Question: Why haven’t Catholic Churches gone the way of disposable cups for wine distribution?
Answer: If a Catholic has ever attended a Protestant worship service and saw the communion service that was offered for that community, one of the things that might have stood out was the use of small, disposable cups for distributing the wine or grape juice. This is in stark contrast to the precious metal chalices used in Catholic churches during the Mass.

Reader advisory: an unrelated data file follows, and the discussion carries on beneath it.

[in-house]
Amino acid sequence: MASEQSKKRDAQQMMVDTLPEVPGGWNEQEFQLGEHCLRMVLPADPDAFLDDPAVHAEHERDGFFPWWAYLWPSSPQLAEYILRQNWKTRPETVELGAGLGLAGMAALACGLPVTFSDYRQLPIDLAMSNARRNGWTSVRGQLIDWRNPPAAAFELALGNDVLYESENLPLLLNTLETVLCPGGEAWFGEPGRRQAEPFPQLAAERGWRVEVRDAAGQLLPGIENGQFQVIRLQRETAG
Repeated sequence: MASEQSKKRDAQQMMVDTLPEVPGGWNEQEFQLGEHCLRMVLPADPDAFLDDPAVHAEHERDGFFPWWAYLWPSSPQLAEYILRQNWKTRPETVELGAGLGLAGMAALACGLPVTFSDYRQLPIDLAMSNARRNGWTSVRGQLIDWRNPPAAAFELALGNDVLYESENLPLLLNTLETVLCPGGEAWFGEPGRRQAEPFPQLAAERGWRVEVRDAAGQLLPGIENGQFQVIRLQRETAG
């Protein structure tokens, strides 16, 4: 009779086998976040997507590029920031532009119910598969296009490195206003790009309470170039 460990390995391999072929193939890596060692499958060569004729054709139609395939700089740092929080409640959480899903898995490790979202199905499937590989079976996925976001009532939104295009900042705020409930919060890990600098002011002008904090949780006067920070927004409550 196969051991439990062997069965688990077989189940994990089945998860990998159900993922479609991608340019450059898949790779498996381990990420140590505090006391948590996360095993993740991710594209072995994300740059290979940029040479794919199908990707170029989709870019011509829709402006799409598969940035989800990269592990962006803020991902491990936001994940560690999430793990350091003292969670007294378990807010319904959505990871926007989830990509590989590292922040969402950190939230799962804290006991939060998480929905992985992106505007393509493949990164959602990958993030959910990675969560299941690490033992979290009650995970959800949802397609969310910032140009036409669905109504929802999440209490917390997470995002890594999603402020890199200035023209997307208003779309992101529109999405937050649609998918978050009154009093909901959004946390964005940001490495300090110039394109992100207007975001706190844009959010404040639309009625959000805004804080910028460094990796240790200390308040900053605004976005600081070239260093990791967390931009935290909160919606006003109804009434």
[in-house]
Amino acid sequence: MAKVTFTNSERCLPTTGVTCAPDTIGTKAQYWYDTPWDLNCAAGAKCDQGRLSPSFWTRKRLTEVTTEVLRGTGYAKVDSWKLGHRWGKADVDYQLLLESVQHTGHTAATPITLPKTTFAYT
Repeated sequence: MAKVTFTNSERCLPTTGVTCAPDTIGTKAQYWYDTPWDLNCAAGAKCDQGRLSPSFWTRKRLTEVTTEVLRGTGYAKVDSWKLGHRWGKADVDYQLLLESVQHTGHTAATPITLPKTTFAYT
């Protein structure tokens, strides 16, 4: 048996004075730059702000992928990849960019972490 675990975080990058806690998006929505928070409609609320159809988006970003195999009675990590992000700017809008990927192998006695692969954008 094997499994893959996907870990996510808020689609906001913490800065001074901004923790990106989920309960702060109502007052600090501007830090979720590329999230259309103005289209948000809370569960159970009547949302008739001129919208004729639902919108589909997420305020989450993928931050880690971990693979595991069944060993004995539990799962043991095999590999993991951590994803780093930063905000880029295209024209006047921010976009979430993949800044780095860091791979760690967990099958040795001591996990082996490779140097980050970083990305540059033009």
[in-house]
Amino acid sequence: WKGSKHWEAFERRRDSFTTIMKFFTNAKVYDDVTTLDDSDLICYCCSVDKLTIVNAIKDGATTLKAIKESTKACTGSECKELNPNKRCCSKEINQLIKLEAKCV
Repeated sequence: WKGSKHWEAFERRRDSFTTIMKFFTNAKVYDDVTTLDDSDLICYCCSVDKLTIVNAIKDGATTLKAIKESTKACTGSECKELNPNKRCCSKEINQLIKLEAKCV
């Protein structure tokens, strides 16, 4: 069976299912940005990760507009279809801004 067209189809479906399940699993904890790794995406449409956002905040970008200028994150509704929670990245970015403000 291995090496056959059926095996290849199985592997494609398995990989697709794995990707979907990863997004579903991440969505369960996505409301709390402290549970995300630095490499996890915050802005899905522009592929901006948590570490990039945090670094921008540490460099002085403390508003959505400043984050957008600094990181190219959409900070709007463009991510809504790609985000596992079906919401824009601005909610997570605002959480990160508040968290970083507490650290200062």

Although practices for Protestant Christians can vary (ranging from large shared chalices, to personal-use cups, to dipping the bread in the wine/grape juice), the norms governing Catholic practices are fairly direct: “Sacred vessels are to be made from precious metal. If they are made from metal that rusts or from a metal less precious than gold, then ordinarily they should be gilded on the inside. In the Dioceses of the United States of America, sacred vessels may also be made from other solid materials that, according to the common estimation in each region, are precious … they are to have bowls of nonabsorbent material” (nos. 328-330). Rather than being a commentary on the beliefs or practices of those other communities, these rules are intended to highlight the reverence that Catholics have for the bread and wine consecrated at Mass, which become the Body and Blood the Lord.